No Rest for the Weary
Now I know why start-up businesses don’t get the chance to write as often as they’d like to, especially as the high Summer season approaches.
Working as a baker at the Village Meat Market and trying to bake our own bread for the first Winter farmers markets in Westport was absolutely good practice for the packed weekly schedule of markets that we are attending now.
It was also reckless on my internal clock.
Some nights getting only a 2-3 hours of rest between batches of bread, I was a sleep deprivation test case.
Working at the VIllage Meat Market was a good experience overall and definitely challenging.
I got to know many local people in town and they got to learn about what we’re trying to do at the farm.
Even the mailman whenever he sees me would comment “hey, does it smell like doughnuts in here?”
A Wild Ride
I haven’t felt this tired since I don’t know when.
One look at our poor raised bed gardens and our wildflower garden can tell you a lot about my priorities so far this spring.
Thick, green and full of weeds they are.
In some ways they are beautifully wild, like areas of untamed wilderness in the Adirondacks.
Mostly they depress me because last year I had such nice herbs and vegetables growing there in what seemed like only a few short months ago.
The over-abundance of rain this year has been crazy.
We haven’t been able to get into the fields for hay cutting yet.
Hopefully August proves to be a bit drier and sunnier.
The farm in progress is still very much that.
Most of our time this time of year has been involved in converting the garage into The Breadery.
We’ve defined our focus a bit more intently.
While we’re still “bringing an old farm back to life” we’re now specifically trying to become “the farm that bread saved.”
Initially it seems to be working.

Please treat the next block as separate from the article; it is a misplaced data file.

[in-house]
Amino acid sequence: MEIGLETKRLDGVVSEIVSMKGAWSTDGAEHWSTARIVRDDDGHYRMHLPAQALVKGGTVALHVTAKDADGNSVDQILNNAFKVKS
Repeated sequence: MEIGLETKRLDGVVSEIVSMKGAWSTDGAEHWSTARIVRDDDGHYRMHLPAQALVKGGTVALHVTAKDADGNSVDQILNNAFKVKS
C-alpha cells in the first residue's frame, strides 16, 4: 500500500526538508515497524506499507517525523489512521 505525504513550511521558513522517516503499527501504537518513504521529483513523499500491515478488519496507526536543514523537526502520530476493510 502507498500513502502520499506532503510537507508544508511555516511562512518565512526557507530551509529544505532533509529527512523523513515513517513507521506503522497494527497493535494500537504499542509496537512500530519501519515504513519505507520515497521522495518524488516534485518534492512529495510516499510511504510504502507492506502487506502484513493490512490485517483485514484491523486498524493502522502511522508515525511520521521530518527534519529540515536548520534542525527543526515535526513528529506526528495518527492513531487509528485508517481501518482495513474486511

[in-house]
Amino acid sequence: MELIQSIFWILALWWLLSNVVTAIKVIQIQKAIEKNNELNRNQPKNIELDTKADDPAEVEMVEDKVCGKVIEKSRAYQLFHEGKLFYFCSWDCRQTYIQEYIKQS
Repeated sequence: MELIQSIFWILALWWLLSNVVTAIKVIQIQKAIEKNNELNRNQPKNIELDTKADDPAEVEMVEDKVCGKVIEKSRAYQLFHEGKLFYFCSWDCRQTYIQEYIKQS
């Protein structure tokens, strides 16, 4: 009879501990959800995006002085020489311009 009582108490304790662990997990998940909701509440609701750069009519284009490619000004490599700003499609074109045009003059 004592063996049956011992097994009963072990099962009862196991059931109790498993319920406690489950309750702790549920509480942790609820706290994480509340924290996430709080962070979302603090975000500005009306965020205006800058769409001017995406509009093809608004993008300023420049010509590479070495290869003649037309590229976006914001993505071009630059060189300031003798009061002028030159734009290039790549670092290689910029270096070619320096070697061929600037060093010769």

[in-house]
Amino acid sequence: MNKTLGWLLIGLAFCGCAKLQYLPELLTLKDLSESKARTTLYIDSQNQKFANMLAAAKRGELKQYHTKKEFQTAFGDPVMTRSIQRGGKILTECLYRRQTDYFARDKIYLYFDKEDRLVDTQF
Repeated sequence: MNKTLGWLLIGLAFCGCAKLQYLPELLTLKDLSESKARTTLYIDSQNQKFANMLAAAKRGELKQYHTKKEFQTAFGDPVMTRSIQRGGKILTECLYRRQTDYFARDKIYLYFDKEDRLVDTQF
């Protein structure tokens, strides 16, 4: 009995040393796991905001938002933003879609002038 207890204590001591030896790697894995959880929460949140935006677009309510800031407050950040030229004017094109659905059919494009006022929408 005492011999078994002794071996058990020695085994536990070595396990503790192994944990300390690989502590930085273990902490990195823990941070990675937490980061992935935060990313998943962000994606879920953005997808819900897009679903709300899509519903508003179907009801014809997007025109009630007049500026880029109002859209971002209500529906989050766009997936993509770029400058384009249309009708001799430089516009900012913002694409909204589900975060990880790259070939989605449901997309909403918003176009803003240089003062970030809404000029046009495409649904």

There has been a great response in a number of towns to our bread at the farmer’s markets we’ve been attending.
And I’ve told our happy patrons that every loaf they purchase from us this Summer helps us continue the renovations on the barn, restore more pasture and increase the health of the soil.
Having a story helps folks connect our bread to the mission so well.
Having a few farmer’s markets under our belt, we have shifted into professional mode now!
They say as soon as you get paid for what you create, you’re considered a professional, right?
Maybe not, but either way we’re happy.
The numbers spell out a possible future of economic viability, or in other words, we can bake bread full-time and perhaps not have to work off-farm in order to be gainfully employed.
That, my friends, is mind-boggling mainly because that is what we set out to do back when I started this blog.
For a quick jog into memory lane, in early 2013 we had moved to the Adirondacks for the sole purpose of putting down roots, starting a farm and ultimately a business to go along with it.
It’s insane to think that this moment has begun to arrive, but I think I’ve been too busy to reflect upon it fully.
We are just looking forward.
Forward to the next bake, the next farmer’s market, then next wholesale order, the next project on the farm.
I hope I’ll have more time to write and reflect and share this winter.
Until then, there is no rest for the weary, but at least it’s a satisfying and happy kind of tiredness.
After all, the journey is voluntary and the sacrifice is worthwhile!